European leaders must contain the debt crisis now before it inflicts even more damage on global markets, investment community leaders urge.
"It's not just Italy. The contagion is spreading. They've got to stop this," says Marc Chandler, Brown Brothers Harriman chief currency strategist, according to CNBC.
Italian Prime Minister Silvio Berlusconi has said he will resign, the latest leader to fall victim to the debt crisis.
Experts are growing increasingly worried that if debt-ridden Mediterranean countries default, the entire eurozone will unravel now that the larger Italy is teetering closer to default.
"This is getting to be a game changer, will we have a euro one day? The market is forcing that issue much faster than any time in the past. It was one thing when it was about Greece. If you let Italy go off the cliff, you're questioning why do you have a euro in the first place," says Nomura Americas Treasury strategist George Goncalves.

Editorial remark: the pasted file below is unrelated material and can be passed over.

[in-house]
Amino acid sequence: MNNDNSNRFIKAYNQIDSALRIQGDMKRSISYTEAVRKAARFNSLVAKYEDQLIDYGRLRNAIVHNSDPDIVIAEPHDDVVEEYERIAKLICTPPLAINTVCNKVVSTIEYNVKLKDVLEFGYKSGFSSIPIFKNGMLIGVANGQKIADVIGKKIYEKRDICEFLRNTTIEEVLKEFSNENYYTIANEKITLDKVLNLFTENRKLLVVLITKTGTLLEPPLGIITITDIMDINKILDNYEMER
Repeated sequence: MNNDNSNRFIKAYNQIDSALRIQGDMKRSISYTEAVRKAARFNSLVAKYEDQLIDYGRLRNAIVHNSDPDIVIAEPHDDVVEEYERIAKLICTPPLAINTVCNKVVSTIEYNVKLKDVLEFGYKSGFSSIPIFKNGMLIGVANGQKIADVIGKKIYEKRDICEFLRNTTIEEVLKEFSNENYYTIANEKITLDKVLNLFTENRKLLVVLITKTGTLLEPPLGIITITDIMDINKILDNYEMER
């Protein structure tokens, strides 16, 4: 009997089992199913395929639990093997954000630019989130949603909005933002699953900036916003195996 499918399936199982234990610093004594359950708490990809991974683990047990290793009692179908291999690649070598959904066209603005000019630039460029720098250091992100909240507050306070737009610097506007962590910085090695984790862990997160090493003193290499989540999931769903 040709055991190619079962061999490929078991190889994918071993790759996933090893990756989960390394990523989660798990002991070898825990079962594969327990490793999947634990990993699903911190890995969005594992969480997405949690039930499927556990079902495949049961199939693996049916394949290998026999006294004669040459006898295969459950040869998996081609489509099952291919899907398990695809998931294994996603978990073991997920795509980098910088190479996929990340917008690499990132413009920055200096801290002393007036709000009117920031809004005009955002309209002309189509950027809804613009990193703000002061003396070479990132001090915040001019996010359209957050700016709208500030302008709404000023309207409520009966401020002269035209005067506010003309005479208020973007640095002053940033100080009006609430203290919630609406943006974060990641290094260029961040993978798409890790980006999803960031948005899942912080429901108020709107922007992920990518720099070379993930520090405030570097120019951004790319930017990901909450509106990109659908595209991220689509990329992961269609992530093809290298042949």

"You cannot allow the Italian bond market, the third largest market, the biggest in Europe, to trade like a high-yield market."
The European Union's economic watchdog, the European Commission, is now worried the continent is headed to recession.
Officials have shaved 2012 growth forecasts to 0.5 percent from a 1.8 percent prediction made last spring.
"This forecast is in fact the last wake-up call," says EU Monetary Affairs chief Olli Rehn, according to the Associated Press.
"Growth has stalled in Europe, and there is a risk of a new recession."
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